Location: 249 Queen Street West, Toronto
Ikkousha Chicken Ramen shocked me. It’s a spin-off of Ikkousha Ramen, which specializes in porky tonkotsu ramen. I like that place a lot, but I find the flavour of the soup to be a bit one-note porky. It’s delicious, but not exactly my favourite ramen in the city.
Ikkousha Chicken Ramen, as you’d probably expect, serves a similar style of ramen, but made with chicken instead of pork.
I ordered the tori paitan ramen with an egg added on (a must). They have lighter choices on the menu, but the tori paitan is basically the chicken version of the signature tonkotsu at the original restaurant.
It’s very, very good. It has really delightful roast chicken flavour; it’s like a soup version of a great roast chicken, with such a rounded chicken flavour that it never feels one-note like the ramen at the original location.
The slices of ultra-tender chicken on top are great, and the egg was perfectly cooked, with a great flavour and a perfectly jammy yolk. The noodles were maybe a touch too soft, but that’s a minor complaint for what is otherwise one of the best bowls of ramen I’ve had in a while.
Location: 445 Adelaide Street West, Toronto
What’s better than a doughnut? A warm, fresh-from-the-fryer doughnut, that’s what.
Outside of a few beverages, Cops does just one thing: Tiny Tom’s-esque mini doughnuts that you can order topped with OG sour cream glaze, cinnamon sugar, or the weekly feature, which was orange sherbet when I visited. I went with an order of six of the feature.
My batch had an unnervingly pale colour, and I thought, uh oh, but maybe they serve a different style of doughnut?
Alas, they do not — the doughnuts were underdone, with an interior that wasn’t quite raw, but that was softer than you’d like.
Still, I didn’t dislike eating them — it’s hard to go wrong with a fresh doughnut, even when it’s not quite fully cooked. The exterior still managed to have a very light crispiness, and while I wish the interior was less mushy and more fluffy, it wasn’t unpleasant to eat.
That’s not to mention the orange sherbet icing, which was fantastic — it had a great balance of sweet and tart, and a nice hit of orange flavour. You could put that on anything and it would be great.
Location: 65 Duncan Street, Toronto
Shah’s Halal Food has a pretty straightforward menu; it’s basically just chicken, lamb, and falafel that you can either order on rice or as a wrap. Apparently it’s a chain with a whole bunch of locations in the States and the UK, and yeah, that checks out. It tastes like chain food.
Still, it’s not bad. I went with the lamb gyros, which comes absolutely crammed with lamb, veggies, black beans, chick peas, hummus, and three different sauces: white sauce, hot sauce, and green sauce.
The lamb itself is probably the weakest part of the sandwich; it comes out of a metal warming tray looking like the saddest, grayest cubes of meat that you’ve ever seen, and it has a spongey reconstituted meat flavour. It’s not great.
But the sandwich is so crammed with stuff that this is barely even an issue — I wish it were a bit spicier (it’s basically not spicy at all), but it’s zippy, crunchy, and flavourful, and the soft but substantial pita does a good job of holding it all together.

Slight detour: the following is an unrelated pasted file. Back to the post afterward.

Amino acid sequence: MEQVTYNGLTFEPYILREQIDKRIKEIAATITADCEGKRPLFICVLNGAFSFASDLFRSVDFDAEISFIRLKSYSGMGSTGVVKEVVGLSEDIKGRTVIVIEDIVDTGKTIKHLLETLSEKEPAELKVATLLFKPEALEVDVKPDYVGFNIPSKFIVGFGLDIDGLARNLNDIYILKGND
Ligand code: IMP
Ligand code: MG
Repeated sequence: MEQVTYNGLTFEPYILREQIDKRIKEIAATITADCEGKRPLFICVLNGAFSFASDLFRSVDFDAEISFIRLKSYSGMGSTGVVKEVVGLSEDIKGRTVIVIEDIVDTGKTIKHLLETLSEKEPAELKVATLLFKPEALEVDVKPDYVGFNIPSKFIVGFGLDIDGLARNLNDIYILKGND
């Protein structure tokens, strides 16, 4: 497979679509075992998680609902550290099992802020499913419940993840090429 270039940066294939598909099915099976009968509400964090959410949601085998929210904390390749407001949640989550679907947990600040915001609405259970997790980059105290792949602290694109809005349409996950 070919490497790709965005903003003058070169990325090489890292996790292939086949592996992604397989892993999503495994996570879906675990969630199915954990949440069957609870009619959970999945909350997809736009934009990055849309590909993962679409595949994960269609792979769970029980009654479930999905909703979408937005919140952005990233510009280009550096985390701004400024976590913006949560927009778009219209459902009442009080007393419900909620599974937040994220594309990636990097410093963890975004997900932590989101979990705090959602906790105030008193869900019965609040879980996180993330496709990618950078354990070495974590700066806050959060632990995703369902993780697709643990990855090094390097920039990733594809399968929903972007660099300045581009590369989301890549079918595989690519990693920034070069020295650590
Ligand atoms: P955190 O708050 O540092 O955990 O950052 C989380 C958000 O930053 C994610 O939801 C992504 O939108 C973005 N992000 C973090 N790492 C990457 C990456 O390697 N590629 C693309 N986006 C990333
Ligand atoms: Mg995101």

Location: 147 Spadina Avenue, Toronto
Ca Phe Rang is a Vietnamese joint that was opened by celebrity chef Matty Matheson along with his mentor, Rang Nguyen. The menu consists mostly of banh mi and pho (which can be combined by ordering a bowl of pho dipping sauce to go with your sandwich).
I tried a couple of the banh mi, along with the dipping sauce.
First up was the pork (“Roasted and glazed pork. Bánh mì comes with pâté, carrot, daikon, cucumber, jalapeno, cilantro, Thai basil, white onion, spicy chili paste”). I’ll admit that I wasn’t crazy about this. The pork was dry and mostly flavourless, and if there was pate in the sandwich, I couldn’t taste it. The generous pile of zingy veggies and fresh cilantro are quite tasty, but the sandwich really needed some kind of sauce to bring some moisture and flavour.
(There is the pho dip — which tastes like a pretty standard pho broth — which helps quite a lot. But this is an optional $3 add-on, so you’d think the sandwich would be able to stand on its own.)
The brisket (“Roasted and glazed brisket. Bánh Mì comes with pâté, carrot, daikon, cucumber, jalapeno, cilantro, white onion, spicy chili paste”) is substantially better. Again, the pate was either MIA or applied so sparingly that it may as well not be there. But the meat is super tender, and it’s saucy and flavourful enough that the sandwich never feels dry like the pork. It’s actually fairy sweet, but the vinegary bite of the veggies does a great job of balancing this out. This one doesn’t need the dip at all; it’s thoroughly delicious on its own.
Location: 531 Yonge Street, Toronto
As you’d guess from the name, Egg Club is all about egg sandwiches; every sandwich here features a fluffy omelet with various toppings, served on sweet Japanese milk bread. It reminds me a lot of Egg Bae, but I think I like this place better.
You can get sandwiches here with stuff like ham, bacon, or even lobster, but I went pretty simple with the eponymous Egg Club: “Balsamic Onion, Swiss Cheese, Creme Fraiche, Egg Club Sauce.”
Between the silky eggs, the cheese, the sweet brioche-style bread, and the creamy sauces, it’s a very rich sandwich. It’s a bit one-note (this was my biggest problem with Egg Bae as well), but the balsamic onion does a pretty solid job of bringing some sweet acidity that tones it down. It’s hard to tell from the pictures, but there’s a generous amount throughout the sandwich, and it’s fairly essential in keeping things balanced.